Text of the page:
Some years ago Dad said to me that he would love to find out who Kath really was – where she came from. This was a bit of a tall order. Adoption records are usually sealed – only for the adoptee to be able to see. For a short period of time an adoption register was available to view on a site called Family Relatives – this was a list of the adopted names of adoptees – it didn’t display on the register what their birth names were. It didn’t stay online to search for long before it was removed. I had searched this for Kathleen’s name but found nothing. Although she had been adopted in the 1930s some years after adoption had become a legal formal process in 1927, there wasn’t a mention of her. I wondered if perhaps it had been more of an informal adoption, seeing as the process was still in its infancy in those days.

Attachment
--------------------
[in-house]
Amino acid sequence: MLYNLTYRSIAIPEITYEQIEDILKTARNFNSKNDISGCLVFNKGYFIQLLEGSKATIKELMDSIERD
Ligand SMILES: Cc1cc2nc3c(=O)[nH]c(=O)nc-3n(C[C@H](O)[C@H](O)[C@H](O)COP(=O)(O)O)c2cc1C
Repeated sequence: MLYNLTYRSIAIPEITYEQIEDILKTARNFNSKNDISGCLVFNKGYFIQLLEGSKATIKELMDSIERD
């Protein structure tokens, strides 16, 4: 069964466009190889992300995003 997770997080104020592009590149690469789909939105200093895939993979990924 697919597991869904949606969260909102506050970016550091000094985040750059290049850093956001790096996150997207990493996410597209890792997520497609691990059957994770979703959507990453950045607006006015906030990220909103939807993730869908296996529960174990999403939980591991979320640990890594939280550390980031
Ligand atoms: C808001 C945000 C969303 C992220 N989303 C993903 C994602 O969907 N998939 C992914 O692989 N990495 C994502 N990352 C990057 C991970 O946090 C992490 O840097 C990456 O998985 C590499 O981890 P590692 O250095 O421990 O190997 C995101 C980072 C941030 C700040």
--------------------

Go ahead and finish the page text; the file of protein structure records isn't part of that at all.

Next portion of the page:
I had a confirmation of Kath’s birth date from her school entry record which matched information from one of my father’s second cousins who remembered it as they shared the same birth date – 8th February. I had a feeling that Kath’s first name had probably not been changed much, having been adopted when she was 18 months old. A few years ago I had an article placed in the Shropshire Star newspaper about Kath, asking if anyone knew her and could get in touch. I was really pleased when I had a phone call from a wonderful lady called Miriam who had been Kath’s housemate and bridesmaid. She told me that one day at work a woman had come into the shop and asked for Kath – she strode up to her and told her she was her mother! Apparently Kath’s middle name of Victoria had been given to her after the name of the hospital she had been born in. This was all Miriam could tell me but it got me thinking…